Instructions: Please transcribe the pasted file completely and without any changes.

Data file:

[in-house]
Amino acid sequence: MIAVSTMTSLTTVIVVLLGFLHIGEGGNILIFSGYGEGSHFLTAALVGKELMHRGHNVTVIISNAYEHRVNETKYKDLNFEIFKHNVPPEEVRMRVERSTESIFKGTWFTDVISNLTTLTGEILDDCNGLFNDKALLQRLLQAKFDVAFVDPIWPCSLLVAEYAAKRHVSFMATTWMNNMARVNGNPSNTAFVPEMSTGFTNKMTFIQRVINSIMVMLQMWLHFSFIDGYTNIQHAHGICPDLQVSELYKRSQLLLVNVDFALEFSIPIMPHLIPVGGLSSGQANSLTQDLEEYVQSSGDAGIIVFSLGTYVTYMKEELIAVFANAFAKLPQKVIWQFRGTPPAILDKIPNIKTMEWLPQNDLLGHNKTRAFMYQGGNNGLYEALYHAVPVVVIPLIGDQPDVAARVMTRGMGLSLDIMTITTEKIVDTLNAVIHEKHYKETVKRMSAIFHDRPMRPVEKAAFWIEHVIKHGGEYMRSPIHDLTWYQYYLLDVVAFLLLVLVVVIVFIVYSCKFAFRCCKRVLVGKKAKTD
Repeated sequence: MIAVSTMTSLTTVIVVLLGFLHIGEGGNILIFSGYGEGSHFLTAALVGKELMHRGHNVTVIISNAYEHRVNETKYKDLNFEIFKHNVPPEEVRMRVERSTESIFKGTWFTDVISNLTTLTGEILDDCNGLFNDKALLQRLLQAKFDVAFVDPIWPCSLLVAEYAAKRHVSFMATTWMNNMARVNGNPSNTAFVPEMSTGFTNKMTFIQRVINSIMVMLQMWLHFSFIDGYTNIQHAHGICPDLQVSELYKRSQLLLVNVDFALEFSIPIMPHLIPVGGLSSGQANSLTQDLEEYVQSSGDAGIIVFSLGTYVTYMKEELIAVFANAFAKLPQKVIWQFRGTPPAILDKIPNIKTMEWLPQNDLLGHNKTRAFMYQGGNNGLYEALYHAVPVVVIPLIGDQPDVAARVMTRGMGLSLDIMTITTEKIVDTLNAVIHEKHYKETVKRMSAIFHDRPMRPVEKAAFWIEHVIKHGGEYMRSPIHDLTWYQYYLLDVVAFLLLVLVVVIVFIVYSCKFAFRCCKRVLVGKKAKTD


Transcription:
[in-house]
Amino acid sequence: MIAVSTMTSLTTVIVVLLGFLHIGEGGNILIFSGYGEGSHFLTAALVGKELMHRGHNVTVIISNAYEHRVNETKYKDLNFEIFKHNVPPEEVRMRVERSTESIFKGTWFTDVISNLTTLTGEILDDCNGLFNDKALLQRLLQAKFDVAFVDPIWPCSLLVAEYAAKRHVSFMATTWMNNMARVNGNPSNTAFVPEMSTGFTNKMTFIQRVINSIMVMLQMWLHFSFIDGYTNIQHAHGICPDLQVSELYKRSQLLLVNVDFALEFSIPIMPHLIPVGGLSSGQANSLTQDLEEYVQSSGDAGIIVFSLGTYVTYMKEELIAVFANAFAKLPQKVIWQFRGTPPAILDKIPNIKTMEWLPQNDLLGHNKTRAFMYQGGNNGLYEALYHAVPVVVIPLIGDQPDVAARVMTRGMGLSLDIMTITTEKIVDTLNAVIHEKHYKETVKRMSAIFHDRPMRPVEKAAFWIEHVIKHGGEYMRSPIHDLTWYQYYLLDVVAFLLLVLVVVIVFIVYSCKFAFRCCKRVLVGKKAKTD
Repeated sequence: MIAVSTMTSLTTVIVVLLGFLHIGEGGNILIFSGYGEGSHFLTAALVGKELMHRGHNVTVIISNAYEHRVNETKYKDLNFEIFKHNVPPEEVRMRVERSTESIFKGTWFTDVISNLTTLTGEILDDCNGLFNDKALLQRLLQAKFDVAFVDPIWPCSLLVAEYAAKRHVSFMATTWMNNMARVNGNPSNTAFVPEMSTGFTNKMTFIQRVINSIMVMLQMWLHFSFIDGYTNIQHAHGICPDLQVSELYKRSQLLLVNVDFALEFSIPIMPHLIPVGGLSSGQANSLTQDLEEYVQSSGDAGIIVFSLGTYVTYMKEELIAVFANAFAKLPQKVIWQFRGTPPAILDKIPNIKTMEWLPQNDLLGHNKTRAFMYQGGNNGLYEALYHAVPVVVIPLIGDQPDVAARVMTRGMGLSLDIMTITTEKIVDTLNAVIHEKHYKETVKRMSAIFHDRPMRPVEKAAFWIEHVIKHGGEYMRSPIHDLTWYQYYLLDVVAFLLLVLVVVIVFIVYSCKFAFRCCKRVLVGKKAKTD